President Trump has come under fire after delivering a highly politicized speech at the Boy Scout Jamboree in West Virginia Monday.
“I said, ‘Who the hell wants to speak about politics when I’m in front of the Boy Scouts?’ Right?” Trump said as he addressed the crowd of between 35,000 and 40,000.
Trump then went on to knock former President Barack Obama, Hillary Clinton, the “cesspool” of politics and lack of “loyalty,” as well as tout his Electoral College victory while promising to “kill” the Affordable Care Act, or “Obamacare” to the scouts in the crowd, ranging in age from 12 to 18.
“Do you remember that incredible night with the maps? And the Republicans are red and the Democrats are blue, and that map was so red it was unbelievable and they didn’t know what to say,” Trump said at one point during his 35-minute speech, which received a mix of cheers and jeers.
The Boy Scouts of America (BSA) received an onslaught of backlash not long after Trump took the stage, with many angry commenters posting to their Facebook page to condemn the speech.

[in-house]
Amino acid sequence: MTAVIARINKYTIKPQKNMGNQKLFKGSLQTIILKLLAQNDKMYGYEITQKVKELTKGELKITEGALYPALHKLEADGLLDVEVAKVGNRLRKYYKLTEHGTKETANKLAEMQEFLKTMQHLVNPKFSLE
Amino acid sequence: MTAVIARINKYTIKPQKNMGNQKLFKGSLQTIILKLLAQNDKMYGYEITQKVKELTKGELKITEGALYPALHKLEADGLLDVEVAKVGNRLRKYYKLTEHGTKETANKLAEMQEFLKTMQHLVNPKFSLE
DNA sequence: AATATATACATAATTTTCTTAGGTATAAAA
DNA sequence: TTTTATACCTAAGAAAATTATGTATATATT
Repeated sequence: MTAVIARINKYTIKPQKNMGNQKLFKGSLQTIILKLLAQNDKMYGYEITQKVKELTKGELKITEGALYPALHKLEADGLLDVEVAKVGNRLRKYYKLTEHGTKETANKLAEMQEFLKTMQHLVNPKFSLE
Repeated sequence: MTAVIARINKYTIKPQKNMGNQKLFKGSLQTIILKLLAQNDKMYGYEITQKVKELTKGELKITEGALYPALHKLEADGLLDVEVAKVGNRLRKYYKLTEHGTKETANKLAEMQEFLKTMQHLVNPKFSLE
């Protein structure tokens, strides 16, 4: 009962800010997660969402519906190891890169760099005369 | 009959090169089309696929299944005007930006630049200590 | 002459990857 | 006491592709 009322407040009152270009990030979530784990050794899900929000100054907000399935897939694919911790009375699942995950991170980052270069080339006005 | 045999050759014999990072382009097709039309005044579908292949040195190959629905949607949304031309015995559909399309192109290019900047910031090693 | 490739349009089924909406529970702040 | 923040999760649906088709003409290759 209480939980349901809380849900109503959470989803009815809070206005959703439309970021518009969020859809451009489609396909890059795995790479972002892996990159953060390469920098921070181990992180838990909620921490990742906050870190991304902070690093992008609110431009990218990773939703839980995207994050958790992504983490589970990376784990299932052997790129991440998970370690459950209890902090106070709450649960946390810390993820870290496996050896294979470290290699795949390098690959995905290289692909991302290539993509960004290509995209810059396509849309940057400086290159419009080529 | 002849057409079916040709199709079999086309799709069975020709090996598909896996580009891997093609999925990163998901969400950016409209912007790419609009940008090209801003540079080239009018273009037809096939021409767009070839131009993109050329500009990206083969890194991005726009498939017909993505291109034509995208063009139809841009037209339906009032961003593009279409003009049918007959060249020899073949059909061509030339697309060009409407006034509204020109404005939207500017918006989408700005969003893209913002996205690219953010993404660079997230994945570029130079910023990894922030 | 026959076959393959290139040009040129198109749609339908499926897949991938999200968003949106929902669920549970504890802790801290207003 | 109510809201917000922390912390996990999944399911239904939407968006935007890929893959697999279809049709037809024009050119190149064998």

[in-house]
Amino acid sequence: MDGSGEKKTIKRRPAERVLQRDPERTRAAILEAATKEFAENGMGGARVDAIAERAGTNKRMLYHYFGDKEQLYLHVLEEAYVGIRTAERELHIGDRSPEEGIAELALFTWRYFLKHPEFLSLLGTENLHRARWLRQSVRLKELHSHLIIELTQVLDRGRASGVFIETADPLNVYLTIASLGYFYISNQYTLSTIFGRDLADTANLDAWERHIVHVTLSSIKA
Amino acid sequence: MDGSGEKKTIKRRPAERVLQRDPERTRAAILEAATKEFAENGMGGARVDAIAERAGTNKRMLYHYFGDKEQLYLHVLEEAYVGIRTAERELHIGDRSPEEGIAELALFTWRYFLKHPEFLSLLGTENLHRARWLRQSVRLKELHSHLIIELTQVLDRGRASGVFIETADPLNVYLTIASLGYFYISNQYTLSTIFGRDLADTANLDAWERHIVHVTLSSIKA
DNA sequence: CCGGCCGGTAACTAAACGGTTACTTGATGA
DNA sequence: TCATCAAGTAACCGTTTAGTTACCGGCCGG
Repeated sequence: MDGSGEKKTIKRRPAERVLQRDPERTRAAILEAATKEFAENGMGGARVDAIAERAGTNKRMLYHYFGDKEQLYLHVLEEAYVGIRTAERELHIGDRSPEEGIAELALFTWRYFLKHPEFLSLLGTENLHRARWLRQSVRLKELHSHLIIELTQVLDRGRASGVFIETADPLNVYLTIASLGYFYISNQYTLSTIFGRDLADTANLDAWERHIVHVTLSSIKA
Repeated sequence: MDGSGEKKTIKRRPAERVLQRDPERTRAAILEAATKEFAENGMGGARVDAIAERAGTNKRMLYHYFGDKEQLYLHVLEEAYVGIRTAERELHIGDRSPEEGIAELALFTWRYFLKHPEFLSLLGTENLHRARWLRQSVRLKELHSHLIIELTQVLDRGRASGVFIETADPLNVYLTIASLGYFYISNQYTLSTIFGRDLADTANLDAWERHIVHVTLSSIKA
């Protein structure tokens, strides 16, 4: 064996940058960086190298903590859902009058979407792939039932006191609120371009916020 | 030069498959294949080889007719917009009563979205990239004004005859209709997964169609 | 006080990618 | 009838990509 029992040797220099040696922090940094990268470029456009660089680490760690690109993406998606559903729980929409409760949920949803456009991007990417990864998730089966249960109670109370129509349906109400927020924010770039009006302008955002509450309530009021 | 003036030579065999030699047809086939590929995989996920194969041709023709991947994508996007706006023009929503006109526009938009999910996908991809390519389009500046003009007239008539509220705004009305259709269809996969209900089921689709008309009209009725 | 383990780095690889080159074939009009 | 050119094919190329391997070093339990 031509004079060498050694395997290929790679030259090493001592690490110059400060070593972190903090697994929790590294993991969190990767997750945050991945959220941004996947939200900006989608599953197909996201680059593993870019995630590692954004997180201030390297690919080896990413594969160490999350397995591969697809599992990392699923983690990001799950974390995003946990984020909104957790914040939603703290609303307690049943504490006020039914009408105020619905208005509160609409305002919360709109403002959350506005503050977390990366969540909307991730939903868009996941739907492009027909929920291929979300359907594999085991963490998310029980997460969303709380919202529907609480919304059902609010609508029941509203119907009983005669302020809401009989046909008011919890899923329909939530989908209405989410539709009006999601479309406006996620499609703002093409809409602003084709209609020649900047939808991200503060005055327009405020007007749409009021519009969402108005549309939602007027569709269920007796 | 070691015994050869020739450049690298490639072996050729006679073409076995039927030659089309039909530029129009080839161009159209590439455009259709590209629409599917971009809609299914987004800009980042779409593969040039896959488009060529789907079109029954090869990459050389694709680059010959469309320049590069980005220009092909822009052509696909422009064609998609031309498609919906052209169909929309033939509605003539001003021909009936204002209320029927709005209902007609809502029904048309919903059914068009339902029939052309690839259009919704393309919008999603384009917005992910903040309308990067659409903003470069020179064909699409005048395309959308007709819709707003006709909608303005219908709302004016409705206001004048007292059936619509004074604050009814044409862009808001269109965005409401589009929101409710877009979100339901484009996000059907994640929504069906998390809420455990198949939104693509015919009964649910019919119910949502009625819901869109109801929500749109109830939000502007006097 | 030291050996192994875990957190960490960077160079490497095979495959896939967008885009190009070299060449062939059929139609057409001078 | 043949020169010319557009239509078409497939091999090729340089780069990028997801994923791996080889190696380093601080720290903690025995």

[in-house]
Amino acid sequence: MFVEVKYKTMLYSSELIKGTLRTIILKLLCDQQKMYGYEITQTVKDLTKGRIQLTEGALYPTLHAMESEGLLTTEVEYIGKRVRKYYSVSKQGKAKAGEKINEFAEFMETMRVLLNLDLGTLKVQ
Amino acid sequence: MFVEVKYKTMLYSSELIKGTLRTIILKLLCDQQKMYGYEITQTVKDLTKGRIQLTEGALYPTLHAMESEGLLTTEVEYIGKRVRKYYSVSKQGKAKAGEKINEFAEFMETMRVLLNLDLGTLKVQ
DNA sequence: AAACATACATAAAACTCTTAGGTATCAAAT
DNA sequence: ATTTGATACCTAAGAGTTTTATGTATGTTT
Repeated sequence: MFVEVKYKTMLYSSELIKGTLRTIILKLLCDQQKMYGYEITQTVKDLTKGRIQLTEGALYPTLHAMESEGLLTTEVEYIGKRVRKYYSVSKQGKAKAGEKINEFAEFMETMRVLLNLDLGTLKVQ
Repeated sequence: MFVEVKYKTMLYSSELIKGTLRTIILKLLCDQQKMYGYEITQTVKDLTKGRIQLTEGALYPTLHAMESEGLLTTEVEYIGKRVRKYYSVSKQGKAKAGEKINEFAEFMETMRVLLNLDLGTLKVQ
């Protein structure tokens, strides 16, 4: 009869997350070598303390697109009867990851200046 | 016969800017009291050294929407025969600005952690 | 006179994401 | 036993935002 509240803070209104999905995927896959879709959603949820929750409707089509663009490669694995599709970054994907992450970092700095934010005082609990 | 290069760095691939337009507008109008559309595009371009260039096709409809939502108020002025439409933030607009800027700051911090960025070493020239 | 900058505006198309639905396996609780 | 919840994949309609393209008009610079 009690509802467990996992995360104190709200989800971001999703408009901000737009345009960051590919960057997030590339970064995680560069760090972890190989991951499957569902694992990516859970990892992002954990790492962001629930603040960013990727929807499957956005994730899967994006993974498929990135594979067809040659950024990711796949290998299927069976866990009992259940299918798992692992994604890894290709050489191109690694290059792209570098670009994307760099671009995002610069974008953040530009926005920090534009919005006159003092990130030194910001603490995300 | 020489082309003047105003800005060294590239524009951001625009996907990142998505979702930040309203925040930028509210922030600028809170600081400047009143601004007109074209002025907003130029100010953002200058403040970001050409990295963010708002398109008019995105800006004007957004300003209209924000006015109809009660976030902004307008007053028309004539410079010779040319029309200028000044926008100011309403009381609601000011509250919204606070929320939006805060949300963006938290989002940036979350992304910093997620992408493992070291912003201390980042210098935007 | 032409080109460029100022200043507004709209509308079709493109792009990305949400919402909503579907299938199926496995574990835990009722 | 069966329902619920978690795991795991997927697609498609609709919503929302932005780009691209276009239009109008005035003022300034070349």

“I am the proud mother of a former scout who was sheltered from that pack of lies speech at the Jamboree. Done with the scouts after you felt the need to have [my kid] listen to a liar stroke his ego on our time,” Jude Nevans Cleaver wrote.
Jack Phelps McGonegal Hassinger, a member of the Eagle Scout Class of 1969, also took issue with this year’s Jamboree saying: “If National doesn't take decisive and appropriate action to address what happened, the BSA will have lost its soul forever, and lost the participation of my sons and me.”
Detractors also took issue with what appeared to be at one point, the booing of Obama.
“By the way, just a question: Did President Obama ever come to a Jamboree?” Trump asked the crowd, some of which booed in response. “The answer is no, but we’ll be back.”
Obama never addressed the gathering in person, but recorded a video message to the National Jamboree in 2010. He also was reportedly a member of the Indonesian Scout Association, where he reached the equivalent of a Cub Scout.
The outcry led the BSA to issue a statement distancing itself from Trump.
“The Boy Scouts of America is wholly non-partisan and does not promote any one position, product, service, political candidate or philosophy,” the organization said in a statement Monday. “The invitation for the sitting U.S. President to visit the National Jamboree is a long-standing tradition and is in no way an endorsement of any political party or specific policies.”
But by Tuesday, Trump had moved on to other issues on his plate, taking to Twitter to commend his son-in-law, Jared Kushner, and bash the probe into possible collusion with Russia as a “witch hunt.”
“Next up, 11 year old Barron Trump!” he tweeted.